She was my liaison between the low tech birth I wanted and the few medical interventions that were, in fact, appropriate. Like getting an ultrasound when I'd been bleeding for a week and had started having flashbacks to the miscarriage and just needed to know if my baby was alive.
When things got out of my comfort zone, I called her, she came, and helped reassure me that while they weren't typical, they weren't pathological either. I birthed at home, despite a situation no one knew about that would have resulted in a c-section at the hospital. Birthing at home kept us from a host of other interventions that would have made my daughter much worse off.
The rules are such now that even a technically high risk mom like me can birth legally with a licensed midwife. None of my risk factors make the birth itself "safer" in the hospital.
And my current midwife is a licensed CPM. I see her and a perinatologist, am on blood thinners but will go off of them and onto a safer (but more caloric) method of anticoagulation at 35 weeks. I was able to do genetic screening, have an ultrasound when I was bleeding, all without arguing with anyone.
Does this mean that I think all unlicensed or licensed midwives are safe practitioners? Nope. But you know what? I've seen a hell of a lot of less-than-competent doctors, too. Most OBs won't touch me with a 10 foot pole. I've seen so-called specialists brutalize my daughter unnecessarily while ultimately shrugging their shoulders and passing the buck. I'm not a doctor, but I've done more for my daughter's long-term health than any licensed practitioner, because I *read* and *research* and do the friggin' homework they don't have time to do. Sometimes we need more help than I can give (I wouldn't dream of trying to put ear tubes in her, or take out her adenoids), and we get help from medical practitioners. But when it comes to the huge unknown that is my daughter's rare, rare syndrome, we're all starting from the same place.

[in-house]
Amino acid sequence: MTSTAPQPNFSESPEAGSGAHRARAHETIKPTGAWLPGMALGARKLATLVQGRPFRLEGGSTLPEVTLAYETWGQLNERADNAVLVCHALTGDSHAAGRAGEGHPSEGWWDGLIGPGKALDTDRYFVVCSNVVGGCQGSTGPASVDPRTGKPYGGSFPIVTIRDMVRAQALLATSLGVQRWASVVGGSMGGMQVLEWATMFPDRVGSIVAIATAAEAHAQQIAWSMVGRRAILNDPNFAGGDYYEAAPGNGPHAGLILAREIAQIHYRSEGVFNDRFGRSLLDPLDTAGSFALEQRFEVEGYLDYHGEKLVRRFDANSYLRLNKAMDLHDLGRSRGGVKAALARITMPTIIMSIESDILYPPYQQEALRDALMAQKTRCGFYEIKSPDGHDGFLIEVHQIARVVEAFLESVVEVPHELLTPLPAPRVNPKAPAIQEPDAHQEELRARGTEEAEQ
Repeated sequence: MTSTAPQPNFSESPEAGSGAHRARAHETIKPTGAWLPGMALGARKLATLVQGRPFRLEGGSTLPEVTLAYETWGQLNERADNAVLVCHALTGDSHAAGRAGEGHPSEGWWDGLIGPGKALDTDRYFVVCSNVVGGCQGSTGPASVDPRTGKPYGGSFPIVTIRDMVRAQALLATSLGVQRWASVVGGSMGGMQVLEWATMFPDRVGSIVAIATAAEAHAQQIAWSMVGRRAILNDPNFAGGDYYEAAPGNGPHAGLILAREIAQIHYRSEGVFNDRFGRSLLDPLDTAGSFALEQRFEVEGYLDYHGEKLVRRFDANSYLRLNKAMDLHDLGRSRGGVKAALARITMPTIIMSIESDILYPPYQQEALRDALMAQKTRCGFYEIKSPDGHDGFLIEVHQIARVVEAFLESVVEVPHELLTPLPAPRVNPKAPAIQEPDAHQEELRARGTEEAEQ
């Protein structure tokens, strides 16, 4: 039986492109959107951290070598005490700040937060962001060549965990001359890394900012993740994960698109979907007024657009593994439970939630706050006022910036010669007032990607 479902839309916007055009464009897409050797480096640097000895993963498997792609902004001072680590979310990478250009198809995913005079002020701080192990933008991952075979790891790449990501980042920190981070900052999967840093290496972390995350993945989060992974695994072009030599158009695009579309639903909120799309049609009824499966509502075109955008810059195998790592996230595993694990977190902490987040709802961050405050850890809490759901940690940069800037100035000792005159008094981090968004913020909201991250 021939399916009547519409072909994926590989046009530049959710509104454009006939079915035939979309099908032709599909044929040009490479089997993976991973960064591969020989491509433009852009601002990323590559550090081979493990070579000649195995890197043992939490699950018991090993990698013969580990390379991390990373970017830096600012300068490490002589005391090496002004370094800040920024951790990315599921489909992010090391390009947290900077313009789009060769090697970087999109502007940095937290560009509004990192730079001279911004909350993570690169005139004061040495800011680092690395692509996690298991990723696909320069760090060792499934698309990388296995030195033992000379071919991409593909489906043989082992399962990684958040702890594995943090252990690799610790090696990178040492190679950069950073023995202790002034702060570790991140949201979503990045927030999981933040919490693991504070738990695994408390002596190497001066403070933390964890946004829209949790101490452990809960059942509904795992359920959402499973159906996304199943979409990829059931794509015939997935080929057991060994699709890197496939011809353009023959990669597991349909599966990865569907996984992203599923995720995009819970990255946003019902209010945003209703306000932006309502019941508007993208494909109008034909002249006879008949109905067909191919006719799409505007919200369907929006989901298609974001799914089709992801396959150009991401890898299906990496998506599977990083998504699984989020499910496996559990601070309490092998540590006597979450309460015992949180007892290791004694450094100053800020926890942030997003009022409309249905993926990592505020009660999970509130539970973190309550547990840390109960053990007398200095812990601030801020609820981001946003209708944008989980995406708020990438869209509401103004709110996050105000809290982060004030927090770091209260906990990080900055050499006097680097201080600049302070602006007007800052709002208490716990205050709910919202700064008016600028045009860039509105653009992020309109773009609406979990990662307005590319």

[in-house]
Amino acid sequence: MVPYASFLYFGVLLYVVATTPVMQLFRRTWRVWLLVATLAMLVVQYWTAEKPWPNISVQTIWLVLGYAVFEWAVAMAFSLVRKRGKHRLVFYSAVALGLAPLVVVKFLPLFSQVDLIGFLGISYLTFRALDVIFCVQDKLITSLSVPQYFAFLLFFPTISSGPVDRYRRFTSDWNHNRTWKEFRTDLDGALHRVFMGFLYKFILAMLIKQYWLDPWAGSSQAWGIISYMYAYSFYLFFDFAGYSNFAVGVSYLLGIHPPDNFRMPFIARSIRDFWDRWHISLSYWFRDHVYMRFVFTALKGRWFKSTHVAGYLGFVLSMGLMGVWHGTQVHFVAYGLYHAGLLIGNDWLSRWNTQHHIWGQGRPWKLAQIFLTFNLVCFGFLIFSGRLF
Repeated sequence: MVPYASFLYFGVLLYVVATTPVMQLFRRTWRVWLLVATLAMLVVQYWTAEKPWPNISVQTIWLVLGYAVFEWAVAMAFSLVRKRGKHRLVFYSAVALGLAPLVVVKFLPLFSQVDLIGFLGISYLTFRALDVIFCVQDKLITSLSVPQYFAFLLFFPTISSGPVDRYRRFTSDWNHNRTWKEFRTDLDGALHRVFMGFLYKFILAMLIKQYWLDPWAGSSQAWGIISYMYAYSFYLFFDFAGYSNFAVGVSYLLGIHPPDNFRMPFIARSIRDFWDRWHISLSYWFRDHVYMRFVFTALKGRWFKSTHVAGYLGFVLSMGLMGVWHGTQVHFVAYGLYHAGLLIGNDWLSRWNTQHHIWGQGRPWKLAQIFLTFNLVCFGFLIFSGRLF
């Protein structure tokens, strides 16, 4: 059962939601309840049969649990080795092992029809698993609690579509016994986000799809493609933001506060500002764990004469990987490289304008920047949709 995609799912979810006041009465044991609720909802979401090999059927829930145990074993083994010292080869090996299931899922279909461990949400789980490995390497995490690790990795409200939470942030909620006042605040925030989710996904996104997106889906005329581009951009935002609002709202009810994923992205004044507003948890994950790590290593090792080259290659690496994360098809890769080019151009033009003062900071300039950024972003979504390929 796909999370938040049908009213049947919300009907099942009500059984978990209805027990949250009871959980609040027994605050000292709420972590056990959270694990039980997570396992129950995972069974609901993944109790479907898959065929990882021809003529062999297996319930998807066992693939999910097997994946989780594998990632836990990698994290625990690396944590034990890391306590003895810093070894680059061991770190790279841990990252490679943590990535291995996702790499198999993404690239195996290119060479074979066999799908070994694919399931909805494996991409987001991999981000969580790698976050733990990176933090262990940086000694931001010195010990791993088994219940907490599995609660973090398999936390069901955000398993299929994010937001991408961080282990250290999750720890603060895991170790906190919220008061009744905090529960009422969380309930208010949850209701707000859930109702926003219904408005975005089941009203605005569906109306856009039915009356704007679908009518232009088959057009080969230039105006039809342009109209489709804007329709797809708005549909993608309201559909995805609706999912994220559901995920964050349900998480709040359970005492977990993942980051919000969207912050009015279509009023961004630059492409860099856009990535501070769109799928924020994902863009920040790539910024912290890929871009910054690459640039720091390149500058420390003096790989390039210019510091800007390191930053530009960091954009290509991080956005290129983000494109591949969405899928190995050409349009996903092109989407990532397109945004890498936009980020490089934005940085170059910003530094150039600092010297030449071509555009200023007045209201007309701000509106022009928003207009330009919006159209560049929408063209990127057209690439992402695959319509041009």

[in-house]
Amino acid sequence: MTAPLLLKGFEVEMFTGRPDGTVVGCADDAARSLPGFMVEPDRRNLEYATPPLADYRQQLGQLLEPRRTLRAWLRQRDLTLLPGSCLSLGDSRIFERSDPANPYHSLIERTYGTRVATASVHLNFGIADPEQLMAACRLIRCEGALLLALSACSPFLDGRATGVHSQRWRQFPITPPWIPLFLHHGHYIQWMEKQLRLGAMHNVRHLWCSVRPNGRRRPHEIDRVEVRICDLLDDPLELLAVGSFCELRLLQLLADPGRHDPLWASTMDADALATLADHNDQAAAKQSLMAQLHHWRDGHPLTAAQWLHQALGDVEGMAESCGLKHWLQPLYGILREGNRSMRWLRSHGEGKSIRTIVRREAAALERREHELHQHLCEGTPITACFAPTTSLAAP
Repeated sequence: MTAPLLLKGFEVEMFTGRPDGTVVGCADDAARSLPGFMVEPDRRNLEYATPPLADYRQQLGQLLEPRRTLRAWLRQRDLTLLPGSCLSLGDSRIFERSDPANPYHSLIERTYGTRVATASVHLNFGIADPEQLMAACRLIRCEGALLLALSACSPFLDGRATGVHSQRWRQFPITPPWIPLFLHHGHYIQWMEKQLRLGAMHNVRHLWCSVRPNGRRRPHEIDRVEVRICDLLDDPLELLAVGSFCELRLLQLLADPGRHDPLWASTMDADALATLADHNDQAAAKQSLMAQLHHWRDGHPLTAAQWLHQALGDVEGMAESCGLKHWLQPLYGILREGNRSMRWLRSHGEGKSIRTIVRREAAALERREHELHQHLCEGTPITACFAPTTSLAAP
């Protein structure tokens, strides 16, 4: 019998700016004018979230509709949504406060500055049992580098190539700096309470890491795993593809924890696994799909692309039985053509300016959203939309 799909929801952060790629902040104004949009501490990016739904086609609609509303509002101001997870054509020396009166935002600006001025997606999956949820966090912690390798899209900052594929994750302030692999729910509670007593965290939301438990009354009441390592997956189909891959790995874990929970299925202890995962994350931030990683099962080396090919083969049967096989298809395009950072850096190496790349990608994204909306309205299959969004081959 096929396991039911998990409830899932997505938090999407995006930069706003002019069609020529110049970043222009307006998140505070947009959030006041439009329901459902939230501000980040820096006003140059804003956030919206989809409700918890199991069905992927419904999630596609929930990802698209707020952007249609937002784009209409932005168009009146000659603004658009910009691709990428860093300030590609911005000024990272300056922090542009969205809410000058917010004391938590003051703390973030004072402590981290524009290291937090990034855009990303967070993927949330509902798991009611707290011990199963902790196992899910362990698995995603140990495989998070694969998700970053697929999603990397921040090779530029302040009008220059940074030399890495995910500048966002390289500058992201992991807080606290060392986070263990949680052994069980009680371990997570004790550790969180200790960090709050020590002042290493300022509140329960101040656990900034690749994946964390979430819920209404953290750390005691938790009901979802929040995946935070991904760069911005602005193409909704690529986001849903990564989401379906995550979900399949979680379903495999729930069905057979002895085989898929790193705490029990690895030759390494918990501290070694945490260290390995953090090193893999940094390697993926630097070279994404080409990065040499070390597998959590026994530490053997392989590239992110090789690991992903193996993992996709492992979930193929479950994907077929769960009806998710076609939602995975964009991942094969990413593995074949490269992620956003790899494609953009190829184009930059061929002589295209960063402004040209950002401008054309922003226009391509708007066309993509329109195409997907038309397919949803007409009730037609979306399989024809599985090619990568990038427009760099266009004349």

And while doctors may catch a hell of a lot more babies than midwives when training, and see a lot more complications, they don't have anything near the experience with normal birth, or even the concept of "trying to keep birth normal" that your average lay midwife has.
That said, midwives have a moral obligation to be honest with their potential clients about their training, background, practice philosophy, etc. And I have ZERO patience for midwives who leave the laboring mother alone when she's in active labor or who fail to listen to their clients when their clients are sure something is wrong. Just like I have zero patience for doctors who make up stupid excuses to induce women just so they can go on vacation with a clear conscience, or who tell women that because their first birth was hard, or they tore or whatnot, that their bodies are flawed and can't birth a bigger baby.
In most states my choice would be unassisted or hospital. And I've done the hospital thing. It was worse than useless. Nothing like having a nurse come in 6 hours after you've had an unmedicated vaginal birth and say, "Let's check your incision, dear?"
"From your c-section."
Tell me that someone who can't even be bothered to read a chart is a safer caregiver than a midwife who, with great skill and intuition, managed to take a freaked out first time mom from 35 to 40 weeks with many bouts of prodromal labor without getting pitocin to "help" things along unnecessarily.
I care less about certification and more about the ability to listen, pay attention, and be honest.